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Does line 301 contain a MACRO or template use where nested loops are used?

Jim Dempsey

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c:\>type tstcase.cpp

void foo()

{

double LocationSecondary[16][1024] ;

double LocationPrim[1024] ; // Init was done earlier

double Delta[8] ; // Init was done earlier

for(int ii= 0 ; ii< 1024; ii++, LocationPrim++)

{

for(int jj = 0 ; jj< 8; jj++, LocationSecondary++ )

{

*LocationSecondary = *LocationPrim + Delta[jj] ;

}

for(int jj = 0 ; jj< 8 ; jj++, LocationSecondary++)

{

*LocationSecondary = *LocationPrim - Delta[jj] ;

}

}

}

c:\>icl -c /Qvec-report3 tstcase.cpp

Intel C++ Intel 64 Compiler XE for applications running on Intel 64, Ve

rsion 12.1.0.233 Build 20110811

Copyright (C) 1985-2011 Intel Corporation. All rights reserved.

tstcase.cpp

tstcase.cpp(7): error: expression must be a modifiable lvalue

for(int ii= 0 ; ii< 1024; ii++, LocationPrim++)

^

tstcase.cpp(9): error: expression must be a modifiable lvalue

for(int jj = 0 ; jj< 8; jj++, LocationSecondary++ )

^

tstcase.cpp(11): error: expression must be a modifiable lvalue

*LocationSecondary = *LocationPrim + Delta[jj] ;

^

tstcase.cpp(13): error: expression must be a modifiable lvalue

for(int jj = 0 ; jj< 8 ; jj++, LocationSecondary++)

^

tstcase.cpp(15): error: expression must be a modifiable lvalue

*LocationSecondary = *LocationPrim - Delta[jj] ;

^

compilation aborted for tstcase.cpp (code 2)

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Is not a modifiable lvalue type

typedef double[16][1024] d16x1024;

d16x24 LocationSecondary = new d16x24

...

for(int jj = 0 ; jj< 8; jj++, LocationSecondary++ )

now the above is valid

***

However, LocationSecondary++ advances to the 2nd d16x24 in the array

(and the original pointer is modified)

Jim Dempsey

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Is not a modifiable lvalue type

typedef double[16][1024] d16x1024;

d16x24 LocationSecondary = new d16x24

...

for(int jj = 0 ; jj< 8; jj++, LocationSecondary++ )

now the above is valid

***

However, LocationSecondary++ advances to the 2nd d16x24 in the array

(and the original pointer is modified)

Jim Dempsey

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[cpp]double LocationSecondary[16][1024]; double LocationPrimary[1024]; double Delta[8]; for (int i = 0; i < 1024; i++) { for (int j = 0; j < 8; j++) { LocationSecondaryWhat do you think Jim?= LocationPrimary+ Delta; } for (int j = 0; j < 8; j++) { LocationSecondary[8 + j] = LocationPrimary- Delta; } } [/cpp]

If what I did is correct, then I would also suggest the following change:

[cpp]double LocationSecondary[16][1024]; double LocationPrim[1024]; double Delta[16]; // copy delta[0-7] to delta[8-15] negated // so that you can use + operator for both for (int i = 0; i < 1024; i++) { for (int j = 0; j < 16; j++) { LocationSecondaryMoreover, loops should be reversed because having large stride is inefficient.= LocationPrim+ Delta; } } [/cpp]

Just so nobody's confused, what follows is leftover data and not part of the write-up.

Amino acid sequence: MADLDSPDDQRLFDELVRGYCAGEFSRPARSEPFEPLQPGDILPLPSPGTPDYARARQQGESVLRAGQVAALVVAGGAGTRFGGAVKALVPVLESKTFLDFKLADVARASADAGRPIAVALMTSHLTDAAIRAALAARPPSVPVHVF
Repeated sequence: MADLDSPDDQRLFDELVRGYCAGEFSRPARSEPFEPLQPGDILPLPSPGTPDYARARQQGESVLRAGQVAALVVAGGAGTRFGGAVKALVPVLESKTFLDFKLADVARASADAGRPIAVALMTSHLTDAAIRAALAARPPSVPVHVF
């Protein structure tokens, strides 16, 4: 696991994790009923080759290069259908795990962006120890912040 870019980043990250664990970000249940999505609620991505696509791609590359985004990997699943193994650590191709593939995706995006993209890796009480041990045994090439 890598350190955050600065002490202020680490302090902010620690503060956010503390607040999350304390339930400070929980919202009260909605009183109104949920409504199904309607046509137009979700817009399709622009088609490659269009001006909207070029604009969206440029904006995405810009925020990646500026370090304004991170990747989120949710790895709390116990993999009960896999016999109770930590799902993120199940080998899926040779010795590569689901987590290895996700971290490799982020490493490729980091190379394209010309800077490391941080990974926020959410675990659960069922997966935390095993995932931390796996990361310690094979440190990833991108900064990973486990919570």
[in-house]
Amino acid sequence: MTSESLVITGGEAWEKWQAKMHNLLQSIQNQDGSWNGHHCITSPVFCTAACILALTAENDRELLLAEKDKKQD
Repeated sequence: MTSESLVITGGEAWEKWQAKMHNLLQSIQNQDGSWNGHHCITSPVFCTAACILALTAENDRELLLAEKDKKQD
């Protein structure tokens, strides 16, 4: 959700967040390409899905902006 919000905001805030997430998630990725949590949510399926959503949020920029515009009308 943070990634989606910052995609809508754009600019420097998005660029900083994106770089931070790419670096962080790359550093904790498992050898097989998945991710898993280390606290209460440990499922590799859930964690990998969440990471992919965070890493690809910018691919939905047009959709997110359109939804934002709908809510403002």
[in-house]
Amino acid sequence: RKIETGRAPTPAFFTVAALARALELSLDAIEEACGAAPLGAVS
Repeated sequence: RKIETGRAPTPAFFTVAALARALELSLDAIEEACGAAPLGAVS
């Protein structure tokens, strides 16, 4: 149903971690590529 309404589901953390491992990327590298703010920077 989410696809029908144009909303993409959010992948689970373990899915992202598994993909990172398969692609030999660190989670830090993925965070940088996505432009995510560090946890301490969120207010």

Finally, the answer to Yolanda's question about remarks is that the compiler sometimes employs loop transformation so that loops get split into vectorizable and partially vectorizable code if compiler determines it can do that safely -- that is why you get two remarks for the same loop.

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I think it would be more xmm register efficient to use:

[cpp]double LocationSecondary[16][1024]; double LocationPrimary[1024]; double Delta[8]; for (int i = 0; i < 1024; i++) { for (int j = 0; j < 8; j++) { LocationSecondary= LocationPrimary+ Delta; LocationSecondary[8 + j] = LocationPrimary- Delta; } }[/cpp]

On SSE all of Delta could be xmm registerized into 4 registers. On x32 this would leave 4 xmm registers available for scratch. I agree with you that the user should consider

double LocationSecondary[1024][16]; // swap indexes

double LocationPrimary[1024];

double Delta[8];

for (int i = 0; i < 1024; i++) {

for (int j = 0; j < 8; j++) {

LocationSecondary

= LocationPrimary

*+ Delta*;

LocationSecondary

LocationSecondary

*[8 + j] = LocationPrimary*

*- Delta*;

}

}

Provided that swap of index does not introduce performance penalty elsewhere.

** run a test to confirm performance change **

Jim Dempsey }

}

Provided that swap of index does not introduce performance penalty elsewhere.

** run a test to confirm performance change **

Jim Dempsey

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This is a typical loop that would benefit from 3 operand syntax (since LocationPrimary could be reused without copying), and from AVX.

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Pentium D excludes use of architecture options more recent than SSE3.

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